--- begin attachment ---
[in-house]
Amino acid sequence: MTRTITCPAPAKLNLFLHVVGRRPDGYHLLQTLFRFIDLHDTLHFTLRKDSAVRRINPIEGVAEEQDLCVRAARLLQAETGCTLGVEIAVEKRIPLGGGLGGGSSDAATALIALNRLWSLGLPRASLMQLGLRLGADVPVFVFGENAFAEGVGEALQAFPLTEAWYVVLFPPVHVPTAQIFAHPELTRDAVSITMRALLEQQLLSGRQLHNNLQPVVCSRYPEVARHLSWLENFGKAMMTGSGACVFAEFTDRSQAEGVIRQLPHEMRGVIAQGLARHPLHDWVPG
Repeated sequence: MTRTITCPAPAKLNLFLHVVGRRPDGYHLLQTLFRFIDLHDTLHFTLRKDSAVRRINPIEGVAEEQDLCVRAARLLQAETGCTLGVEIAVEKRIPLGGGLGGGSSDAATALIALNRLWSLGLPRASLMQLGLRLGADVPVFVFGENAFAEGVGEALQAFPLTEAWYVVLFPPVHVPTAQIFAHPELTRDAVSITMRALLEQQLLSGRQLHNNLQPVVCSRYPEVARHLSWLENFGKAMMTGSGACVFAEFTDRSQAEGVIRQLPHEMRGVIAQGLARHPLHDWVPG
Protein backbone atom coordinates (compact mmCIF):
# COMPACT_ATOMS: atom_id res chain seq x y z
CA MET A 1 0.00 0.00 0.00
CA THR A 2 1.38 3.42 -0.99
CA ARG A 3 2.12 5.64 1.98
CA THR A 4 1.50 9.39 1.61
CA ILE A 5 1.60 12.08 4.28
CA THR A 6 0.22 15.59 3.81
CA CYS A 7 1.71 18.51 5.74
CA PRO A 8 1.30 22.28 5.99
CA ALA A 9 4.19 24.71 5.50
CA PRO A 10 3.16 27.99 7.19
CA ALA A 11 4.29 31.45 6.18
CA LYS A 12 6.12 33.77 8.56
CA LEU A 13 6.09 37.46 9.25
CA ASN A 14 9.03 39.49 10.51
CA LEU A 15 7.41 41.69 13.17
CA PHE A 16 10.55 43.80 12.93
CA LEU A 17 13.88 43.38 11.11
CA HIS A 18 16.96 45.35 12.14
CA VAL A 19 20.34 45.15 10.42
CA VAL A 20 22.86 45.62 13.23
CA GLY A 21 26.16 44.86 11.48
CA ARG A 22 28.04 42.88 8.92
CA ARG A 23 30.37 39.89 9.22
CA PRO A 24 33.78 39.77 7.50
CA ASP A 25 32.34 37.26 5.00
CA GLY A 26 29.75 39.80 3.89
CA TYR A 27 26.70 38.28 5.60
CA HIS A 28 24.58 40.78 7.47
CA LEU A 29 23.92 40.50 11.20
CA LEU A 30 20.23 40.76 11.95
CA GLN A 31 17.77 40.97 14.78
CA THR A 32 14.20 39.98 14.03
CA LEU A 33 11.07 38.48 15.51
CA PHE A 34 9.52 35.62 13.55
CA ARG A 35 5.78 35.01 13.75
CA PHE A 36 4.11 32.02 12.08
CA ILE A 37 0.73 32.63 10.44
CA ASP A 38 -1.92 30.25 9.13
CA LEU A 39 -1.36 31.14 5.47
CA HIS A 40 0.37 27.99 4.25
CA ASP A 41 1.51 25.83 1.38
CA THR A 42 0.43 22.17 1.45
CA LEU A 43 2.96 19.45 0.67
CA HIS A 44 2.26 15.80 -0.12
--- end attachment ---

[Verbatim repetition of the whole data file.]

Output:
[in-house]
Amino acid sequence: MTRTITCPAPAKLNLFLHVVGRRPDGYHLLQTLFRFIDLHDTLHFTLRKDSAVRRINPIEGVAEEQDLCVRAARLLQAETGCTLGVEIAVEKRIPLGGGLGGGSSDAATALIALNRLWSLGLPRASLMQLGLRLGADVPVFVFGENAFAEGVGEALQAFPLTEAWYVVLFPPVHVPTAQIFAHPELTRDAVSITMRALLEQQLLSGRQLHNNLQPVVCSRYPEVARHLSWLENFGKAMMTGSGACVFAEFTDRSQAEGVIRQLPHEMRGVIAQGLARHPLHDWVPG
Repeated sequence: MTRTITCPAPAKLNLFLHVVGRRPDGYHLLQTLFRFIDLHDTLHFTLRKDSAVRRINPIEGVAEEQDLCVRAARLLQAETGCTLGVEIAVEKRIPLGGGLGGGSSDAATALIALNRLWSLGLPRASLMQLGLRLGADVPVFVFGENAFAEGVGEALQAFPLTEAWYVVLFPPVHVPTAQIFAHPELTRDAVSITMRALLEQQLLSGRQLHNNLQPVVCSRYPEVARHLSWLENFGKAMMTGSGACVFAEFTDRSQAEGVIRQLPHEMRGVIAQGLARHPLHDWVPG
Protein backbone atom coordinates (compact mmCIF):
# COMPACT_ATOMS: atom_id res chain seq x y z
CA MET A 1 0.00 0.00 0.00
CA THR A 2 1.38 3.42 -0.99
CA ARG A 3 2.12 5.64 1.98
CA THR A 4 1.50 9.39 1.61
CA ILE A 5 1.60 12.08 4.28
CA THR A 6 0.22 15.59 3.81
CA CYS A 7 1.71 18.51 5.74
CA PRO A 8 1.30 22.28 5.99
CA ALA A 9 4.19 24.71 5.50
CA PRO A 10 3.16 27.99 7.19
CA ALA A 11 4.29 31.45 6.18
CA LYS A 12 6.12 33.77 8.56
CA LEU A 13 6.09 37.46 9.25
CA ASN A 14 9.03 39.49 10.51
CA LEU A 15 7.41 41.69 13.17
CA PHE A 16 10.55 43.80 12.93
CA LEU A 17 13.88 43.38 11.11
CA HIS A 18 16.96 45.35 12.14
CA VAL A 19 20.34 45.15 10.42
CA VAL A 20 22.86 45.62 13.23
CA GLY A 21 26.16 44.86 11.48
CA ARG A 22 28.04 42.88 8.92
CA ARG A 23 30.37 39.89 9.22
CA PRO A 24 33.78 39.77 7.50
CA ASP A 25 32.34 37.26 5.00
CA GLY A 26 29.75 39.80 3.89
CA TYR A 27 26.70 38.28 5.60
CA HIS A 28 24.58 40.78 7.47
CA LEU A 29 23.92 40.50 11.20
CA LEU A 30 20.23 40.76 11.95
CA GLN A 31 17.77 40.97 14.78
CA THR A 32 14.20 39.98 14.03
CA LEU A 33 11.07 38.48 15.51
CA PHE A 34 9.52 35.62 13.55
CA ARG A 35 5.78 35.01 13.75
CA PHE A 36 4.11 32.02 12.08
CA ILE A 37 0.73 32.63 10.44
CA ASP A 38 -1.92 30.25 9.13
CA LEU A 39 -1.36 31.14 5.47
CA HIS A 40 0.37 27.99 4.25
CA ASP A 41 1.51 25.83 1.38
CA THR A 42 0.43 22.17 1.45
CA LEU A 43 2.96 19.45 0.67
CA HIS A 44 2.26 15.80 -0.12